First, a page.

Malia is working to start a support group for parents of transgender and gender nonconforming children and another for youths with depression and bipolar disorder.
And she is concerned about the "very high rates of dating violence among LGBT. They have a strong sense of self-hatred. They may be in a church or have parents who are really homophobic.
"We're not doing religion here. We're doing mental health, physical well-being. They're in here to not be in church. We have our own kind of church. It's very gay."
Malia's work at Inside Out wins kudos from Schulzki and Shawna Kemppainen, who ran Inside Out before taking over Urban Peak Colorado Springs four years ago.
"Mary's done a tremendous amount of work - head work and heart work," Kemppainen said. "In a very thoughtful way, she's a person who'll say: 'All right, let's go. We're not going to sit here and complain about stuff.'
"You can't be what you can't see. That's one of the great opportunities Inside Out provides. You realize you can be OK, and you can be great. Without Inside Out in our community, there would be so many more youth who are LGBT and questioning who would not know where to go, where to start the conversation, who would not understand that discrimination against them was not OK."
Self-discovery and an evolving culture
Schulzki said youths naturally question their identity. "Kids don't know who they are. So they spend a lot of time questioning, and they're trying things out. You try out an identity and feel comfortable with yourself and find out that's who you are."
But, he added, such a discovery doesn't always prove permanent.
"I had a student a few years ago who came out to me as a lesbian in her senior year. She went off to college, graduated and came back a year later and was talking about her boyfriend. She realized she was actually bisexual, but in the end it didn't matter. You fall in love with a person. In the end, they're going to feel comfortable with who they fall in love with."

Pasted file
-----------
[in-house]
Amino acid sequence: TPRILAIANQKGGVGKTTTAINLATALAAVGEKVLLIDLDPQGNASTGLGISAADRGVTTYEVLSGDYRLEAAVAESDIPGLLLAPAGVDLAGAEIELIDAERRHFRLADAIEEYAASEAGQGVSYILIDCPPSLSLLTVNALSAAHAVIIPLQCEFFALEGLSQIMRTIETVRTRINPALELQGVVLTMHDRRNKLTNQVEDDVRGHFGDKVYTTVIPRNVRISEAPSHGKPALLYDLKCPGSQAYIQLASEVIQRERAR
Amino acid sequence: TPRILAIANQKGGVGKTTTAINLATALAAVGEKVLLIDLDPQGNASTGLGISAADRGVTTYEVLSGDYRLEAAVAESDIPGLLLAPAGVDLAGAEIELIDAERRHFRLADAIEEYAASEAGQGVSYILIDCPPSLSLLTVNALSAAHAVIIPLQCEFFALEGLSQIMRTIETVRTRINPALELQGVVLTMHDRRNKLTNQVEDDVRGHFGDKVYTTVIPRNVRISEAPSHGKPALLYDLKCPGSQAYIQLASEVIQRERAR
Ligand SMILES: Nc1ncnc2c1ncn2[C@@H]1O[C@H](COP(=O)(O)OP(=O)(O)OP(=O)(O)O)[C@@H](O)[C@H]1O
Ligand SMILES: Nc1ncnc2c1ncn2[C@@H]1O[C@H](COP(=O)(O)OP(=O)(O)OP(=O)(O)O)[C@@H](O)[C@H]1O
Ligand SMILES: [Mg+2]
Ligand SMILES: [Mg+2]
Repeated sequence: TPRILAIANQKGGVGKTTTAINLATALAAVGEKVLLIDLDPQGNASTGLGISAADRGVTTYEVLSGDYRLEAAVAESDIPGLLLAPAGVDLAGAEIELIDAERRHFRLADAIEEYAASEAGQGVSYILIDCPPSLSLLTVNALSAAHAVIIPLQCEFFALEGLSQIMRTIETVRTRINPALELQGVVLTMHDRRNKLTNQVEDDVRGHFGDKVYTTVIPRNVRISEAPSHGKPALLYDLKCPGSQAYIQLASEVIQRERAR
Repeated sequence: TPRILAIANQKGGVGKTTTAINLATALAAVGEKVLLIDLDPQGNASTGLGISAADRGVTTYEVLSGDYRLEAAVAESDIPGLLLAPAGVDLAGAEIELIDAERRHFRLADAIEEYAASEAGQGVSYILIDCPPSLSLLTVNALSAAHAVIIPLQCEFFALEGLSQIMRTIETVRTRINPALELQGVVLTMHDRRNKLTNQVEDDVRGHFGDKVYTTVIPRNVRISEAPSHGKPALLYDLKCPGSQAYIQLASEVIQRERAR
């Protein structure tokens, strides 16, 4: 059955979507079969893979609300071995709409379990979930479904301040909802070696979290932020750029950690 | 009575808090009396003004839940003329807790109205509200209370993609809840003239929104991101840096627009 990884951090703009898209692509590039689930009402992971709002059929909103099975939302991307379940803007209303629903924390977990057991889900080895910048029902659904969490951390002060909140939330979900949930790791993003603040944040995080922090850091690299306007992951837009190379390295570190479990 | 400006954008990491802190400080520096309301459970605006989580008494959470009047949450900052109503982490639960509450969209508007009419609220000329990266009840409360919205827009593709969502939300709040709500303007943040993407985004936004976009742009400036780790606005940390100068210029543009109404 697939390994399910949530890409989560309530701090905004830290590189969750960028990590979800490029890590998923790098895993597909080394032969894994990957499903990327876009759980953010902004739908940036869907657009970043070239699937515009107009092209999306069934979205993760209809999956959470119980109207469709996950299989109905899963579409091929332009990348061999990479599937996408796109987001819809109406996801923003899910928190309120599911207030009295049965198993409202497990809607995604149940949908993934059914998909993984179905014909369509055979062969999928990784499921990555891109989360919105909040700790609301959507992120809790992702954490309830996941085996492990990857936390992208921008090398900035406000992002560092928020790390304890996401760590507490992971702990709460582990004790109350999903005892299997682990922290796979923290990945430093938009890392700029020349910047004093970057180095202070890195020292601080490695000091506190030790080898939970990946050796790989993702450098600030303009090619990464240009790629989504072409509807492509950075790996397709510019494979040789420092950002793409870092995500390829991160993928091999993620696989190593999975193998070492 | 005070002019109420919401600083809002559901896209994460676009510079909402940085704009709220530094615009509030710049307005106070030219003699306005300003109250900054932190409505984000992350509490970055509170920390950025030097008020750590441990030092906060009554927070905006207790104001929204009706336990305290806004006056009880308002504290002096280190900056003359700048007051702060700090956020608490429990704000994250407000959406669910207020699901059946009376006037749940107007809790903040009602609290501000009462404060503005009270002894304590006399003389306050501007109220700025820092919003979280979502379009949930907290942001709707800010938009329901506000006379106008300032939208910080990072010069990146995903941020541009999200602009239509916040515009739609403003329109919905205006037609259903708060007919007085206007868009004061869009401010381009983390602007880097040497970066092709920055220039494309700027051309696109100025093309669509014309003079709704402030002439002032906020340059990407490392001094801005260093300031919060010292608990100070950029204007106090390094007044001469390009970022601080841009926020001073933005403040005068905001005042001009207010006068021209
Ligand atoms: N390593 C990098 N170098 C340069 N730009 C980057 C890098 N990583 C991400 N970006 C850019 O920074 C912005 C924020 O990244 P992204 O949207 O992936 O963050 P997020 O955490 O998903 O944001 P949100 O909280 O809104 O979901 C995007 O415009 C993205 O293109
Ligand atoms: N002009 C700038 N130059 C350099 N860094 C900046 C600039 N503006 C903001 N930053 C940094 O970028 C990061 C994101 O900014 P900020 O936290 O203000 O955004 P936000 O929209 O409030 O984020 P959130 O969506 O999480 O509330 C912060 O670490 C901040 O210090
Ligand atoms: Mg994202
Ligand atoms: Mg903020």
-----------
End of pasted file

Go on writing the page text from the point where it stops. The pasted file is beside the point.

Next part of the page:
Her story underscores the wisdom of the biblical edict "judge not." Yet Colorado Springs itself has been judged - and harshly - as extremely homophobic. That reputation no longer rings true, observers say.
"Most people I know are very quick - if anyone brings that up - to correct them. Enough rose up to counter it that I believe there's a strong, sturdy progressive community here around issues of equality," Kemppainen says.
She points to the Citizens Project, its mission to defend and promote equality, the separation of church and state, and respect for diversity, born in July 1992, four months before Coloradans passed Amendment 2. That amendment, launched in Colorado Springs, would have made it illegal for governments to prohibit discrimination based on sexual orientation.
The U.S. Supreme Court struck down the would-be law in 1996 as unconstitutional. But between Amendment 2's passage and elimination, Colorado became known as "the hate state," and the boycott that ensued cost it at least $120 million in canceled conventions and tourism.
The city also is home to Focus on the Family, an evangelical group that offers counseling and referrals for gays and has emphasized a "judge not" approach since founder James Dobson left the organization in 2010.
And the Citizens Project lives on in Colorado Springs.
Colorado Springs School District 11 also reflects that contemporary respect for diversity, Schulzki notes. A legal battle ensued 17 years ago to allow a Gay Straight Alliance at the school, he says.
But then, "We became the first school district to update policies to protect not just sexual orientation, but to specifically lay out: We'll protect gender identification, transgender status. I think District 11 became a leader in that."
Other indications of Colorado Springs' evolving cultural landscape: The April 28 Queer Prom drew 250 students. Inside Out's annual breakfast last October netted 550 reservations. And tens of thousands attend the annual Colorado Springs PrideFest, set for this weekend in America the Beautiful Park.
Inside Out still serves a critical role, though, for teens and young adults caught in the crosshairs of parental and peer criticism.
"The community around you might fluctuate," Kemppainen said. "But to have a core home for youth who are vulnerable, who want a place where they feel safe and can connect to people and have fun, Inside Out is critical."
That's Neuger's point precisely.
"If anybody needs anything, there'll be a listening ear. (The adults) are always here and always helpful," he says.
High school students tend to be inundated with concerns about body shaming and fashion trends, Neuger says.
"But here, it's a whole new world. They're here, they put on a little drag show, they're just shining. Outside, they have a totally different face."
Says Schulzki: "It's been important that Inside Out has found some stability (through Malia). If we can get a couple of people to support us and open their wallet, that would be great."